This section is from the book "Real Property, An Introductory Explanation Of The Law Relating To Land", by Alfred F Topham. Also available from Amazon: The New Law Of Property.
The difference between limitation and prescription lies in this: Limitation applies to a claim to possession of the land itself.
Prescription applies to a claim to some right over land in the possession of another, such as an easement or a profit.
Prescription is founded on the rule that if a person and his predecessors have used a certain right from time immemorial (which is fixed at the first year of Richard I., 1195), his right becomes absolute (a).
Prescription is of two kinds -
(1) Prescription in gross, where a man claims that he and his ancestors have used a certain right.
(2) Prescription "in a que estate" (or prescription of a right appurtenant), where a man claims that he and all those who have held a particular piece of land before him have used the right.
In both these cases if the person claiming the right can prove that he has used the right for 20 years, he thereby raises a presumption that he has used it from time immemorial.
The owner of the land can defeat this claim in
(a) It is then presumed that the right was granted to him and the grant has been lost.
several ways, but Lis right to do so Las been somewhat restricted by statute.
The history of the present rule is as follows: -
At Common Law the owner could defeat the claim of a person who had shown 20 years' user by showing -
(i.) That there was a time, within legal memory, when the right did not exist.
E.g. A claims a right of way between two fields across the land of B, and shows that he has used it for more than 20 years. If B can prove that (say) 100 years ago there was a deep river or pond on the land across which the right is claimed, A's claim is rebutted.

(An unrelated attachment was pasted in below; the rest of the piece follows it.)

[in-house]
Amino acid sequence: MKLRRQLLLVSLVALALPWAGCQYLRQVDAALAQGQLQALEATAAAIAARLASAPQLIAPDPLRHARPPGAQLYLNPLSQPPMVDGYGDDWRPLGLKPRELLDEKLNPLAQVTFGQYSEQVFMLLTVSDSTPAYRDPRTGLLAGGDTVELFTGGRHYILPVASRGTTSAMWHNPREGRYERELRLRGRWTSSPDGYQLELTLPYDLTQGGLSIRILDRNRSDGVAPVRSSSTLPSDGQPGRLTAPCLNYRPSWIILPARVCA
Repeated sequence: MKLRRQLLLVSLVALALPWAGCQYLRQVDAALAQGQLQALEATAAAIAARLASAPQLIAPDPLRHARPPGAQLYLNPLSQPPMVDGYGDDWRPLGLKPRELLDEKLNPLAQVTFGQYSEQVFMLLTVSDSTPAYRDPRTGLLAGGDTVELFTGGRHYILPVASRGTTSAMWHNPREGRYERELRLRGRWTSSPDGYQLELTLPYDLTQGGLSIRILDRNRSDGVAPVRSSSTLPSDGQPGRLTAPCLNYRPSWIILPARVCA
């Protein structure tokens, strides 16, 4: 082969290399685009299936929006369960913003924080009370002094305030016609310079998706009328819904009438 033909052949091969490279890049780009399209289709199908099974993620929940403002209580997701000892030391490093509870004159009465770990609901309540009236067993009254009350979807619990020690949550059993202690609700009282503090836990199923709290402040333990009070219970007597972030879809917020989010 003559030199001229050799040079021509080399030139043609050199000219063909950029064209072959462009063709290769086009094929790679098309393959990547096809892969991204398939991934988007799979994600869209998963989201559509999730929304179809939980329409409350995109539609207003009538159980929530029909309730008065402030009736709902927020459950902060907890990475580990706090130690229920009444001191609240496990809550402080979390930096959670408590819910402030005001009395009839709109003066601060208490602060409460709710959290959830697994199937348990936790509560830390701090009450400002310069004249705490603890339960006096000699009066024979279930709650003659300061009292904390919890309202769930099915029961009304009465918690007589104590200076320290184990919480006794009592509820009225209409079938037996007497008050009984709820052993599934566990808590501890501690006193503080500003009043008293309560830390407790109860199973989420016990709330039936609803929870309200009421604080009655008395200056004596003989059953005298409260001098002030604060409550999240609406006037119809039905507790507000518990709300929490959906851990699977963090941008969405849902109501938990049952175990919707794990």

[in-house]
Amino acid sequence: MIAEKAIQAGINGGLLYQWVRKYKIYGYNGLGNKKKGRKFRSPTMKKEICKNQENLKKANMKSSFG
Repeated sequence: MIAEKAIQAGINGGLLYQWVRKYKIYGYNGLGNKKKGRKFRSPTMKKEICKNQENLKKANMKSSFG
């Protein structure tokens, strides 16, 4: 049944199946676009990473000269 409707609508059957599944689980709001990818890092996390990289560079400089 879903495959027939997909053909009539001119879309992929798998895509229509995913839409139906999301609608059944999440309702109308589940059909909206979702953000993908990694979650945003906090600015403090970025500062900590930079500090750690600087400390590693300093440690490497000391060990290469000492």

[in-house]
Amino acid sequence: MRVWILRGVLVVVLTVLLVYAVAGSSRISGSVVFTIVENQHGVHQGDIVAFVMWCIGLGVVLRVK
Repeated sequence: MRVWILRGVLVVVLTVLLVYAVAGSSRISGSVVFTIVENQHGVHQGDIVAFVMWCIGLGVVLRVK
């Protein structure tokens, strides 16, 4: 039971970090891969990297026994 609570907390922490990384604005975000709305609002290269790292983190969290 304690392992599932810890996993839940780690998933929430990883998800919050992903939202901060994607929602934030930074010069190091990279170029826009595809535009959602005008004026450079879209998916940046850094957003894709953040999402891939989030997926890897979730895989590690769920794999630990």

(ii.) By showing that the right was used by the verbal permission of the owner, or under an agreement for a limited time, or other similar arrangements, or
(iii.) By showing that the right was used under a written grant, which has now ceased or can be revoked. ,
This is still the law as to prescription in gross, but in case of prescription in a que estate the common law rules are now modified and restricted by the Prescription Act, 1832(A), as follows: -
I. In case of profits a prendre (c) -
(a) When the right has been enjoyed for 30 years by a person claiming a right to enjoy it, the claim cannot be rebutted simply by showing that there was a time within legal memory when the right did not exist.
(A) When the right has been enjoyed in the same way for 60 years, the claim becomes absolute, and can only be rebutted by showing a written grant (d).
(b) 2 & 3 Will. IV. c. 71. (c) See p. 178. (d) S. 1.
That is, after the 30 years, one of the Common-law methods of disproving the right is taken away.
After the 60 years, there is only one way left.
Thus, if A claims a right to quarry for stone on B's land.
A proves that he has exercised the right for 20 years.
B can rebutt his claim by showing (as in (i.)) that no stone was dug 100 years ago, or by any other means such as (ii.) and (iii.).
A then goes on and proves user for 30 years.
B can rebut his claim by showing that he was acting under a verbal permission, or any other similar means, as in (ii.) or (iii.).
A then proves that he has used the quarry for more than 60 years. B cannot now disprove the claim, unless he can produce a written grant (as in iii.).
II. In case of Easements (e), the rule is the same, but the periods are 20 years and 40 years.
Enjoyment by a person who claims a right to enjoy is sometimes called "User as of right" which means, peaceable, open use, as if claiming a right to use, and not merely by permission of the owner (nee vi, nee clam, nee pręcario).
III. In case of Light (f), mere user (i.e. not necessarily "as of right ") uninterrupted for 20 years gives an absolute right to light.